Baguio City Creative Hub & Pavilion

Throughout the years, Baguio has provided a myriad of opportunities for the people in various ways from gastronomy, music, literature to architecture and art, but the crafts and folk arts domain remains exceptionally strong with a unique and rich heritage and culture as its foundation. The City sits within that distinctive position as the intersection: the mixing ground for the old and new and the local and foreign. 

The Baguio City Creative Hub is a project that commemorates Baguio's designation as a UNESCO “Creative City” in the field of crafts and folk arts. The creative council, consisting of representatives from various sectors in the local creative economy and government, saw that there was a need to communicate and showcase the City's best creative outputs to the public to further promote Baguio’s creative community to a larger audience. 

Contrary to the City's recognition in one of the many fields mentioned in the UNESCO Creative Cities Network, this project aims to showcase more of what it was expected to deliver by attempting to promote creativity that goes beyond artistry--one that encourages the importance of the totality of the design industry.

Our design process for the creative hub started with a few questions that we thought was deemed relevant in the construction of the narrative: How do we showcase the City’s identity particularly in the creative industry? How do we create an architectural manifestation of the Cordilleran culture and tradition with the contemporary context in mind? How will the synthesis of both timelines affect the place, people, and the identity and creative direction of the City? 

The creative hub, placed in the context of the event, acts as an exhibition space and simultaneously stands as an installation itself. As a requirement, this was needed to be done within a short time frame. This consisted of less than a month of design and conceptualization and a fabrication period of a week.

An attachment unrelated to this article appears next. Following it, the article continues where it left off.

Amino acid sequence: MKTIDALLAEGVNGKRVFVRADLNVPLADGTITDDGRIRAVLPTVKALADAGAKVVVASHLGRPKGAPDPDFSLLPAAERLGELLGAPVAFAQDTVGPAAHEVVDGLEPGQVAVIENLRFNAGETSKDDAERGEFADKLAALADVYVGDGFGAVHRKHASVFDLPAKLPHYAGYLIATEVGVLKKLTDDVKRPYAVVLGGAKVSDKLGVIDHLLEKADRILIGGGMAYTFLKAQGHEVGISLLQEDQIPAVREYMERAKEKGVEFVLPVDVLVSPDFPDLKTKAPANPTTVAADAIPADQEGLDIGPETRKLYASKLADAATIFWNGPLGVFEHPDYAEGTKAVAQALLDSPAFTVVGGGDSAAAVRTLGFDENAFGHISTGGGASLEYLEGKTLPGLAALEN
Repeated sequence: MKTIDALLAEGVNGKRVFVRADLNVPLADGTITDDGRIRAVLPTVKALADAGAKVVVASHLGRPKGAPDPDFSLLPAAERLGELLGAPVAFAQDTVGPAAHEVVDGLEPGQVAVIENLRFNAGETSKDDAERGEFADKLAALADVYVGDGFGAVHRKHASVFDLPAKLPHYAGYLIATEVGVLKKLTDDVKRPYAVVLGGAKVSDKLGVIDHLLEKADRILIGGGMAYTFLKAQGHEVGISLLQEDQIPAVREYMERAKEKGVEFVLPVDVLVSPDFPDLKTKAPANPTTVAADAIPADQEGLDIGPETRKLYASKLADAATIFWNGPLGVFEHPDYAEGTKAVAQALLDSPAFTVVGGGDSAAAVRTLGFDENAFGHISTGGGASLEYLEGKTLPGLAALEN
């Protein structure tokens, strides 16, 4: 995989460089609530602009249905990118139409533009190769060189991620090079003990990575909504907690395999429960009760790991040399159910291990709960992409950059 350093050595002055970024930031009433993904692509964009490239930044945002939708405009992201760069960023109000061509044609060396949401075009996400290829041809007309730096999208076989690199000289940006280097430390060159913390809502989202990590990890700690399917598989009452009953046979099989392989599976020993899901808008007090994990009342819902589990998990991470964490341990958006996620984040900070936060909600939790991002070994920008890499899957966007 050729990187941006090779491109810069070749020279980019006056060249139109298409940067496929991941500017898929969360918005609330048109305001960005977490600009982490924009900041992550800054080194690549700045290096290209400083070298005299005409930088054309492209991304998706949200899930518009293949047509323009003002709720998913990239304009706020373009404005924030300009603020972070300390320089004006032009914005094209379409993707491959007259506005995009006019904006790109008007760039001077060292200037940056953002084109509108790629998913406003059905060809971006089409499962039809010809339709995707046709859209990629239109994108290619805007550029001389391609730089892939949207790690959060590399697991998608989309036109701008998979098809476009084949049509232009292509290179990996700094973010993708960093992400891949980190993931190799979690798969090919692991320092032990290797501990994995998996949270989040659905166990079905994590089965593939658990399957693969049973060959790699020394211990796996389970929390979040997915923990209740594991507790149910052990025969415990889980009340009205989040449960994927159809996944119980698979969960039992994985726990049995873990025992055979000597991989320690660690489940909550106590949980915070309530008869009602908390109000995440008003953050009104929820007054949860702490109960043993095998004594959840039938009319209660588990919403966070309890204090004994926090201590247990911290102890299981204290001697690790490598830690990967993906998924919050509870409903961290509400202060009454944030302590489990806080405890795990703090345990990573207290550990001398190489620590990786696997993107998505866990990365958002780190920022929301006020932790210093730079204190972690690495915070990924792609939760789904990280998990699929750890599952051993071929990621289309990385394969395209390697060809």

The Hub was to be set in Malcolm Square, a public open space surrounded by commercial establishments and located within the bounds of the city center. To maintain the open characteristic of the park, there was a need to maintain permeability and explore negotiations between programs, people, and architecture. 

The initial stages of the project involved the exploration of a space formed by the synthesis between a park and an exhibition area, which later evolved to establishing a space that fosters community and connectedness--a space that encourages different arts and crafts to meld together to create an experience that is more nuance to the viewer. A loop was later on established to create an interaction between the artists and the people--a boundless space that creates an osmotic environment where one craft is able to relate to another.

The Cordillera region also bears its own distinct identity. A few of the many folk art forms where they were able to communicate and express this was through tattoos and the process of weaving. Of all the existing art forms, these were the ones that showed direct visual representations of the culture and the people of the city.

To transcend the essence of the Cordilleran culture and tradition to the design language of the creative hub, we have gathered various images and extracted distinct forms that were present in the patterns.